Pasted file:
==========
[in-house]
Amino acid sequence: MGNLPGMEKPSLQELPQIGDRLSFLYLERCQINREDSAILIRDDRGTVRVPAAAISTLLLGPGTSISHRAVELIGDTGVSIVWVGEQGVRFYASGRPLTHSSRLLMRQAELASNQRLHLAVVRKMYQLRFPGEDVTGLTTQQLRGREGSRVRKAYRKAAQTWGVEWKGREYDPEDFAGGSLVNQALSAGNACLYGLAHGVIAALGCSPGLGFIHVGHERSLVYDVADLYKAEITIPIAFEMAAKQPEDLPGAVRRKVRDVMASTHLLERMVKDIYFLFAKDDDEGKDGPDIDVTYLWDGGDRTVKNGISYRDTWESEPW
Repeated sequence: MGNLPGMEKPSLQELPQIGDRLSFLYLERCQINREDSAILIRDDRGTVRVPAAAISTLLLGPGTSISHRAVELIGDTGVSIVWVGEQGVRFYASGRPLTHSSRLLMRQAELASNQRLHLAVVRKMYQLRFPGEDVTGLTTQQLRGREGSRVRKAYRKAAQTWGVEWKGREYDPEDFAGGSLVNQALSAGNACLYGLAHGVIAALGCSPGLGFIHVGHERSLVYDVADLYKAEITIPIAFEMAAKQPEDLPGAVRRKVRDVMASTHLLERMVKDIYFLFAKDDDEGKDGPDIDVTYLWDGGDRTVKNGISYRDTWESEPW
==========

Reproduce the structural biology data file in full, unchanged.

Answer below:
[in-house]
Amino acid sequence: MGNLPGMEKPSLQELPQIGDRLSFLYLERCQINREDSAILIRDDRGTVRVPAAAISTLLLGPGTSISHRAVELIGDTGVSIVWVGEQGVRFYASGRPLTHSSRLLMRQAELASNQRLHLAVVRKMYQLRFPGEDVTGLTTQQLRGREGSRVRKAYRKAAQTWGVEWKGREYDPEDFAGGSLVNQALSAGNACLYGLAHGVIAALGCSPGLGFIHVGHERSLVYDVADLYKAEITIPIAFEMAAKQPEDLPGAVRRKVRDVMASTHLLERMVKDIYFLFAKDDDEGKDGPDIDVTYLWDGGDRTVKNGISYRDTWESEPW
Repeated sequence: MGNLPGMEKPSLQELPQIGDRLSFLYLERCQINREDSAILIRDDRGTVRVPAAAISTLLLGPGTSISHRAVELIGDTGVSIVWVGEQGVRFYASGRPLTHSSRLLMRQAELASNQRLHLAVVRKMYQLRFPGEDVTGLTTQQLRGREGSRVRKAYRKAAQTWGVEWKGREYDPEDFAGGSLVNQALSAGNACLYGLAHGVIAALGCSPGLGFIHVGHERSLVYDVADLYKAEITIPIAFEMAAKQPEDLPGAVRRKVRDVMASTHLLERMVKDIYFLFAKDDDEGKDGPDIDVTYLWDGGDRTVKNGISYRDTWESEPW